School board and teachers’ union reach agreement to give teachers more time for planning

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Students receive their class schedules and homework on the first day of school at Homestake Peak at EagleVail.
Chris Dillmann / Vail Daily Archive

Even though the schools in Eagle County are back to five days of in-person learning this year, it has been anything but a return to normal. With staffing issues and replacement shortages making it difficult to staff classrooms, teachers and staff have stepped up to fill the gaps, ensuring that students stay in the classroom, often to the detriment of their own. planning time.

Last week, the school board and teachers’ union passed an amendment to the district collective agreement to give teachers more planning time.

“This year in some ways seems more difficult than last year, and I think it’s because there were things that weren’t on the plates last year, but now we’re still struggling with the pandemic and COVID and trying to have a normal year on top of that, ”said Amy Vanwel, principal of Berry Creek Middle School.



Vanwel made the statement at a bargaining meeting on September 15, where members of the Eagle County school leadership as well as members of the Eagle County Education Association met to seek solutions to his problems. staff and the burden these shortages place on schools.

At the end of this meeting, the bargaining team reached an agreement in which they proposed to amend the district collective agreement. This change gave principals the latitude to redistribute the agreement’s mandatory 75 minutes per week to the professional learning community, giving teachers time for planning.



With the current situation of substitutes – where only 30% of teachers are able to get subs to cover their classrooms – many teachers have given up their planning time to replace their colleagues.

“We’ve already shifted all of our essential professional development time to times that don’t conflict with teaching. In other words, evenings or weekends, before or after school to limit the time teachers do not spend in class, ”Superintendent Philip Qualman said at the Council meeting. September 22 education. “We are run out of time.”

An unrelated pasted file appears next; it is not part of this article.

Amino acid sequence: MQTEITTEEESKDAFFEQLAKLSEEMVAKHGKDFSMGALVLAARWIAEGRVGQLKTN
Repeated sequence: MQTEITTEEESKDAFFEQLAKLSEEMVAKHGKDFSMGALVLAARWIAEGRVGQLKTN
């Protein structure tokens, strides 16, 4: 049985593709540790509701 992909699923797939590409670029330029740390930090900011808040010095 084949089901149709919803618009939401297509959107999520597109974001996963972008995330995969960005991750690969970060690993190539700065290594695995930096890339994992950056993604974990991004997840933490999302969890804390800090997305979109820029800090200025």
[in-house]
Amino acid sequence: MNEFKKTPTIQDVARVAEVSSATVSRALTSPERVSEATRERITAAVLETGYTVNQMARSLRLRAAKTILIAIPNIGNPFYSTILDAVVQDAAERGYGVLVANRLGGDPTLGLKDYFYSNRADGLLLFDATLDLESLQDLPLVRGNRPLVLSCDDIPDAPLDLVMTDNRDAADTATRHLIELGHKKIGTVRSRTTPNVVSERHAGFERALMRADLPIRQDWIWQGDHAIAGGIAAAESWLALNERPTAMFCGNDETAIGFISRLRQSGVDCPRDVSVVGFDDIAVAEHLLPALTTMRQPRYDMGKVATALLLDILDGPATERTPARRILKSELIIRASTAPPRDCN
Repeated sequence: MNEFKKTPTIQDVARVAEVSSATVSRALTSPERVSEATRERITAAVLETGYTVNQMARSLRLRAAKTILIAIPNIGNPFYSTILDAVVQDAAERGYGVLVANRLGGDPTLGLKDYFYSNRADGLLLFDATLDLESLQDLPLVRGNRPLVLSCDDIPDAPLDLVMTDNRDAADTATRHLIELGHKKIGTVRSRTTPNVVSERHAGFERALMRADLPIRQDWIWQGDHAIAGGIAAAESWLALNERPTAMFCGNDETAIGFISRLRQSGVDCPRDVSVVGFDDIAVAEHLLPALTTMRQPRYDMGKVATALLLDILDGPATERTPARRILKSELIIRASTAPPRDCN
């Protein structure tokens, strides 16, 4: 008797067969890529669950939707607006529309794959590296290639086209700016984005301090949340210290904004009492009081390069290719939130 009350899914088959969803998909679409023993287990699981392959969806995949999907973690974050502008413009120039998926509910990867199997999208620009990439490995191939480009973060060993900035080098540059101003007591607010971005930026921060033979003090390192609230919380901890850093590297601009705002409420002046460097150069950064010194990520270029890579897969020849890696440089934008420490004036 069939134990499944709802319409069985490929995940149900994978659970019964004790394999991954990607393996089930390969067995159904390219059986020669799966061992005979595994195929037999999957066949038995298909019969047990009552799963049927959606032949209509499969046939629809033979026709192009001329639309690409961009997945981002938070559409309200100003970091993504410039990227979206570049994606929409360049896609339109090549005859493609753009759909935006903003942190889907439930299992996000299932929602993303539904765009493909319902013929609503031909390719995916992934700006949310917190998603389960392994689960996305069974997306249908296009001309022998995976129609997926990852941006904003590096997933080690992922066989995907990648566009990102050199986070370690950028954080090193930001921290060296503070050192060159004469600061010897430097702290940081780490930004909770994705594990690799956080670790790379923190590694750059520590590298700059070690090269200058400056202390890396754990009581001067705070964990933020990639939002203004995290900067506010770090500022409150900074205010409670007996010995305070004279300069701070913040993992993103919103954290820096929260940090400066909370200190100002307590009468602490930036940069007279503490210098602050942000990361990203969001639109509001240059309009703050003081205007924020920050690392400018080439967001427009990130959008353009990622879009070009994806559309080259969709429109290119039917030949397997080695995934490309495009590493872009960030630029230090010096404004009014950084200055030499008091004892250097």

The collective agreement amendment states that schools, “in conjunction with representation from the Eagle County Education Association, will create a plan to increase the individual plan’s time for educators to complete their duties,” specifically noting that this time may come from the 75 minutes of weekly professional learning time.

“We all want to protect the LPC’s time, but we also want to protect teachers,” Doug Little, a teacher at Eagle Valley Elementary and a member of the Eagle County Education Association bargaining team, said during negotiations.

For this reason, the change will only be temporary and will last until the end of the year. However, Qualman noted that if the shortage of substitutes decreases, the change could be reassessed by the bargaining team.

The agreement also states that the district will keep an “ongoing report” on how this professional learning community time is being changed “so that some schools are not significant outliers in this amendment.” Qualman said.

This addressed concerns from the teachers’ union that the amendment lacked “safeguards” to ensure that principals returned this time to teachers.

The school board voted unanimously to adopt the change at its September 22 meeting, following the teachers’ union, which voted to ratify the change the day before.

At the board meeting, several directors of the education board spoke about the high stress and challenges teachers face and noted how this change might help.

“We are hearing more and more comments from our teams on the cumulative responsibilities; How they should really take over for their colleagues. I know everyone feels guilty for taking the personal time they have, ”said Michelle Stecher, director of the school board. “I think that seems like a solution to devote a little more time to them. I think that honors a lot of the comments we hear. “

Amid staff and replacement shortages, the district is also looking for creative solutions to recruit and retain teachers and staff.

Although the district has already had discussions with the teachers’ union and the school board, the school board is organizing a special meeting Tuesday, September 28, to discuss “creative steps” that could be taken, depending on the meeting agenda. This meeting will take place from 5 p.m. at the Edwards Early Learning Center.


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